A new world for trans youth

Eva Reign stars as Kelsa and Abubakr Ali as Khal in “Anything’s Possible.”
Amazon Studios

The directorial debut of gay actor and singer Billy Porter, “Anything’s Possible” embraces a generation much younger than his own. It’s a romance about a teenage couple, set in Pittsburgh. But it takes place at a time when a girl can speak to the world on a YouTube channel without her mother being aware. If recent movies and TV shows about teens swing between YA-derived wholesomeness and shock value, “Anything’s Possible” goes for the former. It celebrates Black and trans joy, showing a life of possibilities for Kelsa (played by trans actor Eva Reign). Porter describes it as aspirational. Reign herself sees the film as confirmation that she can have a thriving acting career.

Kelsa begins the film with a YouTube video discussing her favorite animals. She dreams of making nature documentaries. A 17-year-old high school student, she lives with her mother after her parents’ divorce. She’s generally accepted at her school, hanging out with two best friends. Her classmate Khalid (Abubakr Ali) frequents a subreddit where people ask for relationship advice and receive it in video form. Growing attracted to Kelsa, he approaches her and the two begin dating. Their anxieties about college and the future of their relationship start to become an issue.

While Porter is cis, he felt a personal connection to the project because of its Pittsburgh setting, since he grew up there. The film was cast with many local actors, and it shows off locales like the city’s zoo and the Andy Warhol Museum. But “Anything’s Possible” feels overly distant from its characters. There has to be a better way to depict texts on screen than floating bubbles. The references to modern technology and online life feel forced, especially when Kelsa’s mother discovers her YouTube channel and taking away her computer as punishment for speaking so publicly about her personal life. Still, screenwriter Ximena Garcia Lecuona says the film was inspired by reading a Reddit post.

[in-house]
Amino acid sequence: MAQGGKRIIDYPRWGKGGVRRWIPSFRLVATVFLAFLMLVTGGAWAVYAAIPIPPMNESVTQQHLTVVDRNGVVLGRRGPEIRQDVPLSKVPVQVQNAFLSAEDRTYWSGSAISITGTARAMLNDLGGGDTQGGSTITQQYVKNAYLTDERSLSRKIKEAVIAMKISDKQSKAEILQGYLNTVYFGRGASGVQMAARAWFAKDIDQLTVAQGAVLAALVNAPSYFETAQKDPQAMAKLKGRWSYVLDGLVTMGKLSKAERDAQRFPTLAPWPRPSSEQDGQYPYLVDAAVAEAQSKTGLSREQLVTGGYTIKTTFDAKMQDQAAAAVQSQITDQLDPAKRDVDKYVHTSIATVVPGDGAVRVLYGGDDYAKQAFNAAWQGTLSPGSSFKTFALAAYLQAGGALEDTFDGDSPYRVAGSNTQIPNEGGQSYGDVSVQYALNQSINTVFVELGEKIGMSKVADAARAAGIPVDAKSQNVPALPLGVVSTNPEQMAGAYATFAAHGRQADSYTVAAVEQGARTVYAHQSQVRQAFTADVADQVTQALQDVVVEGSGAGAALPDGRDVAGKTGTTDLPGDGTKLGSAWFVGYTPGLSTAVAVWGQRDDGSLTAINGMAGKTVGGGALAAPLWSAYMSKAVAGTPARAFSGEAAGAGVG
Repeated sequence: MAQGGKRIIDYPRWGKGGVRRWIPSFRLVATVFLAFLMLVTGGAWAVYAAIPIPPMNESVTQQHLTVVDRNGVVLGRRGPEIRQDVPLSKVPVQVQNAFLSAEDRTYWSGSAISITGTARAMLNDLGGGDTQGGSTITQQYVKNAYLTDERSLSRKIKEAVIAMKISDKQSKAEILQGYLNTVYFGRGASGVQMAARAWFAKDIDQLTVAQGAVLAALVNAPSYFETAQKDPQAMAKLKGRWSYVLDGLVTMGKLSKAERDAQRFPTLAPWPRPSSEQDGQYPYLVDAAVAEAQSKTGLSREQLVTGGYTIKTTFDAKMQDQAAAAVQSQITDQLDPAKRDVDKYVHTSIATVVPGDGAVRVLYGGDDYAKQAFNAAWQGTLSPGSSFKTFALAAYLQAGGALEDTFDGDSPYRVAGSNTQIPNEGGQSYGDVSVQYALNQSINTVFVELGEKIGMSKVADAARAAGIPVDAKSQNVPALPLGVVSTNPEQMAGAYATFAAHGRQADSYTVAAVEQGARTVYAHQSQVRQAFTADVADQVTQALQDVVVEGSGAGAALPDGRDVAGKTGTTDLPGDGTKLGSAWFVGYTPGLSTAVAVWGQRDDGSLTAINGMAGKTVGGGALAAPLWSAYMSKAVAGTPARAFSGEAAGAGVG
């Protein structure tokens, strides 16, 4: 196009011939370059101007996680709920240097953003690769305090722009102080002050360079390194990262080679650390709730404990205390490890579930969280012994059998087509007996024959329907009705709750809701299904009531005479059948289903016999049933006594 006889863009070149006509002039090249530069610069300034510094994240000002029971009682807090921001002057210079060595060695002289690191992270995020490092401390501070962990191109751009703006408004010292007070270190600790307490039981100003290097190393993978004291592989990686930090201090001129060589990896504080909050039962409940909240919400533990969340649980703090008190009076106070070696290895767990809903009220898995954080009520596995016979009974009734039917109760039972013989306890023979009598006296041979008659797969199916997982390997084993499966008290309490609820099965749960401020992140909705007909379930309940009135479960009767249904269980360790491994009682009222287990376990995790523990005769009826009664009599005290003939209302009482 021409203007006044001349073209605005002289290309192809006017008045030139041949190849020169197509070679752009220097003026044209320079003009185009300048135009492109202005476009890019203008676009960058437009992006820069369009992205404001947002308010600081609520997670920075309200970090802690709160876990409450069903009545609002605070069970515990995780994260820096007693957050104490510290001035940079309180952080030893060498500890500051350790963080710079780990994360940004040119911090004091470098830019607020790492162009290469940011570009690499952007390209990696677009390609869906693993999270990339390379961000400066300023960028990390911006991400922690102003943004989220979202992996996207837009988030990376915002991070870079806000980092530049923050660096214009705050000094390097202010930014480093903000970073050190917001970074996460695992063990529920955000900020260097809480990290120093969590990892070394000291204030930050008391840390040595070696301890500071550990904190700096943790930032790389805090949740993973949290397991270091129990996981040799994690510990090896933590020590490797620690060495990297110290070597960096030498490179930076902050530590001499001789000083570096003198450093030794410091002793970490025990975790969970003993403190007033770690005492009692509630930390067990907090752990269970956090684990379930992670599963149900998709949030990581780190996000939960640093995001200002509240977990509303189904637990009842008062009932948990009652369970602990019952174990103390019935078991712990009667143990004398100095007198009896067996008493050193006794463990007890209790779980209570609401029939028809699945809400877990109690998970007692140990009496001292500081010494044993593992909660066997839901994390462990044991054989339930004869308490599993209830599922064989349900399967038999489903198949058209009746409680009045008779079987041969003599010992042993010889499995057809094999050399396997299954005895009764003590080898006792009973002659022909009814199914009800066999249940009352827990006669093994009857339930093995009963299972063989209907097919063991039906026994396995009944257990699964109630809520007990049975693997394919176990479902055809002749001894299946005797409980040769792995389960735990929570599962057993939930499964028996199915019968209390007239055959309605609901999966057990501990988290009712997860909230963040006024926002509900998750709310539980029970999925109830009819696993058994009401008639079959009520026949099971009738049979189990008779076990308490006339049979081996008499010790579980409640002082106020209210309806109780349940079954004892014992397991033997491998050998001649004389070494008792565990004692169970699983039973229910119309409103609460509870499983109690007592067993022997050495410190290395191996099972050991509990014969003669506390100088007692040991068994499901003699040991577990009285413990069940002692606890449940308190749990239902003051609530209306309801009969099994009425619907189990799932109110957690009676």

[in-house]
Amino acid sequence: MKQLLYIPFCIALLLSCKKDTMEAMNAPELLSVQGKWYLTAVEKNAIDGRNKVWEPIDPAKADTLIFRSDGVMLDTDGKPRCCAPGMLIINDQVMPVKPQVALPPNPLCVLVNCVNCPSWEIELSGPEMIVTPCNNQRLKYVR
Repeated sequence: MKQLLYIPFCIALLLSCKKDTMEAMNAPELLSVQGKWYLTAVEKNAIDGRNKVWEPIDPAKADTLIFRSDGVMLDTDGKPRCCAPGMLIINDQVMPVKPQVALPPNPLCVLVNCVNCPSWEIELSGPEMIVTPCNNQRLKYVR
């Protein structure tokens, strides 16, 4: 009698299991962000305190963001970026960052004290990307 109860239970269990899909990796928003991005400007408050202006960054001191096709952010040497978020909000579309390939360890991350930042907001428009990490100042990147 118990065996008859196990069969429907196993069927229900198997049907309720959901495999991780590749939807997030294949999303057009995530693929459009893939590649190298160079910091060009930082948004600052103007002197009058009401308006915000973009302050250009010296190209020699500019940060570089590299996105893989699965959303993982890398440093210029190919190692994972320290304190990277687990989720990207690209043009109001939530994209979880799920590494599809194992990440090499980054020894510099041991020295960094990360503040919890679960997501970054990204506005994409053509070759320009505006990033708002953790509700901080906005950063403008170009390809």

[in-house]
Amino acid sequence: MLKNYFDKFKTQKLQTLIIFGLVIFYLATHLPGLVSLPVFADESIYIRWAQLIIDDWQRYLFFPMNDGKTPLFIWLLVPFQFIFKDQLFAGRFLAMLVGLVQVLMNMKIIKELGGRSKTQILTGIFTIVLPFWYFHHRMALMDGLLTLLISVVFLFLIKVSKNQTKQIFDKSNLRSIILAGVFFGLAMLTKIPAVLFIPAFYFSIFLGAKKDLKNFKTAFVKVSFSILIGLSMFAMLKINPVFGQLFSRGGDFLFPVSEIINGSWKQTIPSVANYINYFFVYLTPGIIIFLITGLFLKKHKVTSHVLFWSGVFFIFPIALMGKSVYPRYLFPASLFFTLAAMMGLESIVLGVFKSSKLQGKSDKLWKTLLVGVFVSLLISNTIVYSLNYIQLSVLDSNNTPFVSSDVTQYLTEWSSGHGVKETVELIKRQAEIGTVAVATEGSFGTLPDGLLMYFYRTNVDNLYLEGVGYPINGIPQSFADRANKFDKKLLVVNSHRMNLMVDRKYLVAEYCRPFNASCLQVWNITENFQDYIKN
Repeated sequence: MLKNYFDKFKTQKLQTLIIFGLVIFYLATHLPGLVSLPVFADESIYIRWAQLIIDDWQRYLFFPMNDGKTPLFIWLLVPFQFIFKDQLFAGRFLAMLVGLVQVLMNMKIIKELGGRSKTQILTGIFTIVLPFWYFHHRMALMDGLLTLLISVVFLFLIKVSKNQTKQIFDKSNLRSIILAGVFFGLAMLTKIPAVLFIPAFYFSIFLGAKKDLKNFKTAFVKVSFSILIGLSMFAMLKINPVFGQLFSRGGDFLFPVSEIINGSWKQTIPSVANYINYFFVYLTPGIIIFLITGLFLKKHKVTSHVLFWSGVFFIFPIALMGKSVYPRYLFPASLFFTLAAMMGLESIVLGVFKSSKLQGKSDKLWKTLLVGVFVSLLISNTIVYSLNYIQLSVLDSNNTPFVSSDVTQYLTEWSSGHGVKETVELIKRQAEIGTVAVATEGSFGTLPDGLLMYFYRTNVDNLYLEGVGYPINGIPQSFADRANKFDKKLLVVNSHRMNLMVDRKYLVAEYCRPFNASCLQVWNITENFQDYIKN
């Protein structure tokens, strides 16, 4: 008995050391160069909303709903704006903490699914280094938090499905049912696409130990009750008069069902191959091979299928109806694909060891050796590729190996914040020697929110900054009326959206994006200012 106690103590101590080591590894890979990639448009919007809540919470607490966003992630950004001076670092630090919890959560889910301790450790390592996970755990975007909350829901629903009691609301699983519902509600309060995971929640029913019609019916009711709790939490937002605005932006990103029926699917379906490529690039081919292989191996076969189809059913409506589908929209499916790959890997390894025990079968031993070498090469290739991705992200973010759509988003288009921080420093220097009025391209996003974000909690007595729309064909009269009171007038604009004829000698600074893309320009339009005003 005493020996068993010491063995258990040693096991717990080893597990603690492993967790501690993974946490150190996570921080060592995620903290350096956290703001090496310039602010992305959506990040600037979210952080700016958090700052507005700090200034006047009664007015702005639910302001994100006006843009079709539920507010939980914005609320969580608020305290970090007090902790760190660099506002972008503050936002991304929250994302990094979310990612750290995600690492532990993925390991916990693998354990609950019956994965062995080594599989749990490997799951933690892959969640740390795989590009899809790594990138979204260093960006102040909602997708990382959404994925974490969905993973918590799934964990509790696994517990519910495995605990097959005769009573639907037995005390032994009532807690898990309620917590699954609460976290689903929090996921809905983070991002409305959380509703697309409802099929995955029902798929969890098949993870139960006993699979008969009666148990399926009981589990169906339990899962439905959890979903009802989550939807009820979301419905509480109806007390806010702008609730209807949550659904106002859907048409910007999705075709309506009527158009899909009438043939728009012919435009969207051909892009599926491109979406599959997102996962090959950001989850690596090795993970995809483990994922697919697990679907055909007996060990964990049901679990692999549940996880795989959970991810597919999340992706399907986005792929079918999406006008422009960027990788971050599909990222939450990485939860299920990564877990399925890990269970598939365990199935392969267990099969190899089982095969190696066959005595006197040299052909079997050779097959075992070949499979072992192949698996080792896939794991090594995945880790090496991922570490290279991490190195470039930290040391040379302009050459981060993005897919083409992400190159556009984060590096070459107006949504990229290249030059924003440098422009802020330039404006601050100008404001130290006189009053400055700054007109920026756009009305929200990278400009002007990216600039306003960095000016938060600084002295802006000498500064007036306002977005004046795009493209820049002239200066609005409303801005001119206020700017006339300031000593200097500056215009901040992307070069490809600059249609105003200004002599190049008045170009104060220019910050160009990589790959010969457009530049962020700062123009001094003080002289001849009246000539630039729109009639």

“Anything’s Possible” hints at something more creative in its construction of Kelsa and Khalid’s bedrooms. Both show off the color purple, used throughout as a symbol of their relationship and identities. The film’s production and costume design plays on blue and pink as markers of masculinity and femininity. Kelsa has turned her room into a set, especially from the limited perspective of her YouTube videos, but Khalid uses many similar touches in his.

Unfortunately, the most interesting elements of “Anything’s Possible” lurk in the background. The film is acutely aware of the rarity of affirmative narratives about Black trans girls and women, and quite self-conscious about it, emphasizing Kelsa’s  supportive relationship with her mother. It doesn’t fully avoid the tension a couple like this might experience, as Khalid gets called gay for dating a trans girl, but it pushes it to the background as much as possible. But when “Anything’s Possible” does bring up transphobia, as when Kelsa faces false TERF accusations of barging into the girls’ locker room and assaulting someone, it seems obligatory, with dialogue resembling social media talking points. While minimizing the role of conflict its story, “Anything’s Possible” doesn’t eschew it altogether, and its increasing presence in its final half hour turns awkward.

 Touching on anxiety about the precarity of middle-class life (especially for people of color) and the pressure on teenagers to attend college, “Anything’s Possible” is too eager to please to wholly explore these themes. For a film that tries so hard to be positive and upbeat, it never conveys those emotions in anything except its plotting. Its existence in the mainstream is welcome — at the moment, any celebration of the lives of trans teenagers is a political gesture — but the price of its optimism is remaining well-behaved.

“Anything’s Possible” | Directed by Billy Porter | Orion Pictures | Starts streaming on Amazon Prime July 22nd